New excerpts from Bill Cosby’s now-infamous court deposition have emerged that portray the comedian as an insolent philanderer who believed the sex he had with women whom he gave drugs was consensual.
According to the New York Times — which obtained the complete transcript after learning it was available through a court reporting firm — Cosby told the attorney for former Temple University employee Andrea Constand that he obtained prescriptions for Quaaludes in the ’70s under the guise that he had a sore back, though he suspected his doctor knew otherwise. “Quaaludes happen to be the drug that kids, young people were using to party with and there were times when I wanted to have them just in case,” according to the deposition.
Cosby, now 78, acknowledged giving the drugs to young woman in the same way “a person would say have a drink.” For Constand, who accused Cosby of drugging and assaulting her in his Pennsylvania home, Cosby said he gave her one and a half tablets of Benadryl to relieve stress, according to the deposition. Any sexual contact they had, Cosby said, was consensual.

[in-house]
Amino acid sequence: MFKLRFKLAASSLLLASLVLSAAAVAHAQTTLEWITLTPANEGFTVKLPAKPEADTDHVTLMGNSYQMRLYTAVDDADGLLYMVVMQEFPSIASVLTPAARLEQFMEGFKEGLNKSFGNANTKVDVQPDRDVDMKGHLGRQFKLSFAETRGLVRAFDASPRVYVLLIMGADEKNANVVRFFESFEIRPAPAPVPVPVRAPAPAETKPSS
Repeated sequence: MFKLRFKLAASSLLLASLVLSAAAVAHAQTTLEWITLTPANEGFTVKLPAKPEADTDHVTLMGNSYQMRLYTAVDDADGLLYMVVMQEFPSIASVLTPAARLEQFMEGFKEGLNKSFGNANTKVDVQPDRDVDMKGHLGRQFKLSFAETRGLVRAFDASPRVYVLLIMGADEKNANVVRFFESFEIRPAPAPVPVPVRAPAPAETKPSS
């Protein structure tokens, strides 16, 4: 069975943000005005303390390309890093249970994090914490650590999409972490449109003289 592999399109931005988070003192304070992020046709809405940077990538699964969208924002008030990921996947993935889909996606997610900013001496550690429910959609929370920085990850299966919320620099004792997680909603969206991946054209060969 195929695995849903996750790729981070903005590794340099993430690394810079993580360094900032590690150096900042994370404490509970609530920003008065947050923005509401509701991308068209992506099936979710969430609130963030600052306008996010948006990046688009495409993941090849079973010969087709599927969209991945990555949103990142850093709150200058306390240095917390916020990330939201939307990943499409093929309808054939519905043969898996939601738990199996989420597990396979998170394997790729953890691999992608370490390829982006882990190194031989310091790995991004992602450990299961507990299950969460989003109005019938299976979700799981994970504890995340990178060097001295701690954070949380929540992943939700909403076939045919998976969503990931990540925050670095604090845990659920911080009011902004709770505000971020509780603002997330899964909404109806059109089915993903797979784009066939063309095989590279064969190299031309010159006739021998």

“I walk her out. She does not look angry. She does not say to me, don’t ever do that again,” he said. “She doesn’t walk out with an attitude of a huff, because I think I’m a pretty decent reader of people and their emotions in these romantic sexual things, whatever you want to call them.”
When Constand’s mother reached out to Cosby after learning what happened to her daughter, the comedian worried about being seen as a “dirty old man” and hoped Constand would talk “about the orgasm” to prove their sex was consensual.
In other details from the deposition, Cosby referred to his conquests as “rendezvous” that occurred in locations like Denver, New York, Las Vegas and Pennsylvania. In one instance, he acknowledged showing interest in a woman by asking about her cancer-stricken father in hopes of having sex with her.
When Cosby wanted to end a relationship, he would describe it as “moving on.” When asked if that meant he wanted to stop having extramarital affairs, Cosby replied “no.” He also described himself as a person who doesn’t kiss and tell. “I am a man, the only way you will hear about who I had sex with is from the person I had it with,” he said.
In Constand’s court case, 13 women submitted anonymous sworn statements that echoed Constand’s complaint, but the women were never heard in court because the case was ultimately settled and the deposition was sealed.